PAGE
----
Even with the small snail, some lag is apparent from a standstill but is quickly banished and is generally in the powerband unless brought to a complete stop. Slotting the shifter into Sports mode holds the revs higher but apart from a marginal increase in response, the only thing that follows that is the signature whining of the CVT.
Paddle shifters add to the sportier perception but in reality, tapping on the left paddle hardly serves up the expected engine braking that a conventional torque converter would have dished out to slow down the Civic considerably. Heat is a bane of the CVT and Honda admitted that the units sold in Europe were equipped with a transmission cooler; something the local market had to make do without.

None of the cars and their CVTs put a foot wrong during the drive, even with the absolute slave-era flogging that we gave it. However, the long-term effects are hard to gauge and given the eagerness of the engine to rev, you wouldn’t be blamed for a heavy right foot although you may be held accountable if something snaps.
Handling has been given a dose of protein shakes with a stiffer structure that secures the four corners together solidly. Thicker anti-roll bars on both ends (25mm in the front and 18mm in the rear) binds the front struts and rear multilinks tautly to keep body movement composed.

Gone is the slushy understeer that is common among its peers. Torque-vectoring witchcraft and wizardry brakes the inside wheel to pivot the car into turns almost neutrally and the electric power steering has a variable ratio that is quicker but saps feedback and the artificial weighting is more akin to meaningless banter rather than candid conversation that tells you what the front wheels are doing.
Given the sporty ride that harked back to the glory days of Civics that would stir the loins of racerboys, damping was spot on and isolated the occupants with convincingly from the harshness of the roads on the outskirts of Kota Kinabalu. Thicker sidewalls on the tyres contributed to that with the 215/50R17 rubbers adding to the ride comfort without subtracting from its road holding.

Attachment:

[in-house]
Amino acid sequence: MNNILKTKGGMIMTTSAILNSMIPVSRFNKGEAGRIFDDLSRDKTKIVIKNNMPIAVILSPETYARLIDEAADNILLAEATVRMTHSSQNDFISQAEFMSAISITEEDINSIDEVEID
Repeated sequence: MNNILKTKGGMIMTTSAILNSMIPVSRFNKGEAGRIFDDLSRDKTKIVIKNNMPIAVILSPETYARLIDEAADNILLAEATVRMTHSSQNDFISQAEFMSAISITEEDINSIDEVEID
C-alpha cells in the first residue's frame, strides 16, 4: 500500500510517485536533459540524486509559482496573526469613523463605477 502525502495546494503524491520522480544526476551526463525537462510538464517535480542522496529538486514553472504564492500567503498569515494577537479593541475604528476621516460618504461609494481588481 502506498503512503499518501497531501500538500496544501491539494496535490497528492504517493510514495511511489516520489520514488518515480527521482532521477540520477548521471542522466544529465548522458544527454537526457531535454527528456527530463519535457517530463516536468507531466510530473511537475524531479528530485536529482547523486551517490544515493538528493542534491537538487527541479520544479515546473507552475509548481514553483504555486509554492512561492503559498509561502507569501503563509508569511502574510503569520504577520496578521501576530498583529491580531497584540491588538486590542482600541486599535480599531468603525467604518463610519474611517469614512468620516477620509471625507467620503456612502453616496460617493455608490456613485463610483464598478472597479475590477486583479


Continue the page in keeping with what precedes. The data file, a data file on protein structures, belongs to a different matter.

If the exterior has hit the gym, the interior is where it has grown up the most. Gone is the two-tiered dash that has been binned for a back-to-basics single binnacle consisting of a full LCD monitor with crisp displays and a digital speedo readout with the virtual gauge catering only for the engine speed.
Taking the cabin to the next level is the choice of materials and quality that is apparent from the tactile feedback. It feels sophisticated to the touch and certainly looks the part too.

Honda’s engineers proved that they knew how to squeeze every inch of space from the cabins with the City and Jazz. Now the Civic is on the receiving end of their magic design Vaseline with a cabin that feels more spacious than it actually is although figures indicate that it is class-leading anyways.
A longer wheelbase adds a generous amount of rear legroom and the vertically-gifted will have no issues occupying the rear on long journeys. Slipping into the driver’s seat, you can’t help but be overwhelmed by the sensation of sitting so low, something achieved with a one inch drop in the seats.

Additionally, the raised centre console places the shifter higher and closer to your hands; further adding to the driver-oriented, sporty feel.
Entertainment is via the seven inch touchscreen front and centre of the dash and the left side of the steering wheel houses the buttons for it, including a touch-sensitive ribbed button that adjusts the volume the traditional method of pressing up or down or by simply sliding your thumb across it.
Every aspect of the new Civic is leaps and bounds ahead of not just its predecessor but its competition as well. It looks, feels and drives the part. Honda has outdone themselves and once again, set the precedence for the rest of the segment to try and live up to.

Honda Civic 1.5TC Premium
Price: RM135,800 OTR with insurance
Engine: 1498cc, DOHC 16V, inline-four, turbocharged with variable valve timing, 171bhp @ 5500rpm, 220Nm @ 1,700rpm
Transmission: CVT, front-wheel drive
Performance: 8.2sec 0-100kmh, 200kmh, 5.0-litres/100km
Dimensions (l/w/h): 4630mm, 1799mm, 1416mm
Weight: 1316kg